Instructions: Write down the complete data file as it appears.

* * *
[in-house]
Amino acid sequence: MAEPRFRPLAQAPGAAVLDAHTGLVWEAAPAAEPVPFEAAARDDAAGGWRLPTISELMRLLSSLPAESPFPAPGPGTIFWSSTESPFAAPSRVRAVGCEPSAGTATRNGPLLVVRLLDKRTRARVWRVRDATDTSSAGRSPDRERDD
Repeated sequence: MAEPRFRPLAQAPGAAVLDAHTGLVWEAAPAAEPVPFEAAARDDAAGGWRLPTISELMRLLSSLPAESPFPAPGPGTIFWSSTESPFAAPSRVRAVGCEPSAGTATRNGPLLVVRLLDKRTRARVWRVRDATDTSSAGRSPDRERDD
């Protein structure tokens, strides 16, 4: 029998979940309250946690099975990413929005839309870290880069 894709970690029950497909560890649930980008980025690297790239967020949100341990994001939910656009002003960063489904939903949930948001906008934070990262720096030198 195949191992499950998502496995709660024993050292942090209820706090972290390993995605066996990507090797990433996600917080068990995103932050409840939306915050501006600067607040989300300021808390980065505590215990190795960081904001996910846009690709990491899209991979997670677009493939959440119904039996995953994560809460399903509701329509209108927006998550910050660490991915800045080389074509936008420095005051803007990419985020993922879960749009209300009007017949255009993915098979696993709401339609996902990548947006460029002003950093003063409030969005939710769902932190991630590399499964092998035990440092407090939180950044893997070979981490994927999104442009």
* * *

[in-house]
Amino acid sequence: MAEPRFRPLAQAPGAAVLDAHTGLVWEAAPAAEPVPFEAAARDDAAGGWRLPTISELMRLLSSLPAESPFPAPGPGTIFWSSTESPFAAPSRVRAVGCEPSAGTATRNGPLLVVRLLDKRTRARVWRVRDATDTSSAGRSPDRERDD
Repeated sequence: MAEPRFRPLAQAPGAAVLDAHTGLVWEAAPAAEPVPFEAAARDDAAGGWRLPTISELMRLLSSLPAESPFPAPGPGTIFWSSTESPFAAPSRVRAVGCEPSAGTATRNGPLLVVRLLDKRTRARVWRVRDATDTSSAGRSPDRERDD
């Protein structure tokens, strides 16, 4: 029998979940309250946690099975990413929005839309870290880069 894709970690029950497909560890649930980008980025690297790239967020949100341990994001939910656009002003960063489904939903949930948001906008934070990262720096030198 195949191992499950998502496995709660024993050292942090209820706090972290390993995605066996990507090797990433996600917080068990995103932050409840939306915050501006600067607040989300300021808390980065505590215990190795960081904001996910846009690709990491899209991979997670677009493939959440119904039996995953994560809460399903509701329509209108927006998550910050660490991915800045080389074509936008420095005051803007990419985020993922879960749009209300009007017949255009993915098979696993709401339609996902990548947006460029002003950093003063409030969005939710769902932190991630590399499964092998035990440092407090939180950044893997070979981490994927999104442009």